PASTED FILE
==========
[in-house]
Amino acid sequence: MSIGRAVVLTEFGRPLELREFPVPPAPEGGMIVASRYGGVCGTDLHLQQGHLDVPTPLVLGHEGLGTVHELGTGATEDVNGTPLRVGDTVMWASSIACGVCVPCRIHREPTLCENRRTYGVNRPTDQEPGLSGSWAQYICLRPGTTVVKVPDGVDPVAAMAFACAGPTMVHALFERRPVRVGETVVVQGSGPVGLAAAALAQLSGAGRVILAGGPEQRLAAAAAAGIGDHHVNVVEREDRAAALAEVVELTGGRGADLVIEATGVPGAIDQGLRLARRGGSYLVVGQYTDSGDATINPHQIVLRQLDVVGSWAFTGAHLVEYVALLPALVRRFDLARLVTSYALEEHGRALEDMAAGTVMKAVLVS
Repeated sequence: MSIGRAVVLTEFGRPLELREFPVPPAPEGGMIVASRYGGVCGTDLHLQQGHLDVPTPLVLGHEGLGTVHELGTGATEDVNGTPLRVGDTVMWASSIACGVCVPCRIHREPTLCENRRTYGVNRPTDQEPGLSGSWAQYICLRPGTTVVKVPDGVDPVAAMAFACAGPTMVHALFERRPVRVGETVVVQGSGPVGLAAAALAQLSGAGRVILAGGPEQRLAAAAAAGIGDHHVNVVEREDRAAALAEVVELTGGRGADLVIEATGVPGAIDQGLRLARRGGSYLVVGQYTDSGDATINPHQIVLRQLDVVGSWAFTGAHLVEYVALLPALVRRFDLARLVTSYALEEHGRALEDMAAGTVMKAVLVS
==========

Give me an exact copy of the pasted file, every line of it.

[in-house]
Amino acid sequence: MSIGRAVVLTEFGRPLELREFPVPPAPEGGMIVASRYGGVCGTDLHLQQGHLDVPTPLVLGHEGLGTVHELGTGATEDVNGTPLRVGDTVMWASSIACGVCVPCRIHREPTLCENRRTYGVNRPTDQEPGLSGSWAQYICLRPGTTVVKVPDGVDPVAAMAFACAGPTMVHALFERRPVRVGETVVVQGSGPVGLAAAALAQLSGAGRVILAGGPEQRLAAAAAAGIGDHHVNVVEREDRAAALAEVVELTGGRGADLVIEATGVPGAIDQGLRLARRGGSYLVVGQYTDSGDATINPHQIVLRQLDVVGSWAFTGAHLVEYVALLPALVRRFDLARLVTSYALEEHGRALEDMAAGTVMKAVLVS
Repeated sequence: MSIGRAVVLTEFGRPLELREFPVPPAPEGGMIVASRYGGVCGTDLHLQQGHLDVPTPLVLGHEGLGTVHELGTGATEDVNGTPLRVGDTVMWASSIACGVCVPCRIHREPTLCENRRTYGVNRPTDQEPGLSGSWAQYICLRPGTTVVKVPDGVDPVAAMAFACAGPTMVHALFERRPVRVGETVVVQGSGPVGLAAAALAQLSGAGRVILAGGPEQRLAAAAAAGIGDHHVNVVEREDRAAALAEVVELTGGRGADLVIEATGVPGAIDQGLRLARRGGSYLVVGQYTDSGDATINPHQIVLRQLDVVGSWAFTGAHLVEYVALLPALVRRFDLARLVTSYALEEHGRALEDMAAGTVMKAVLVS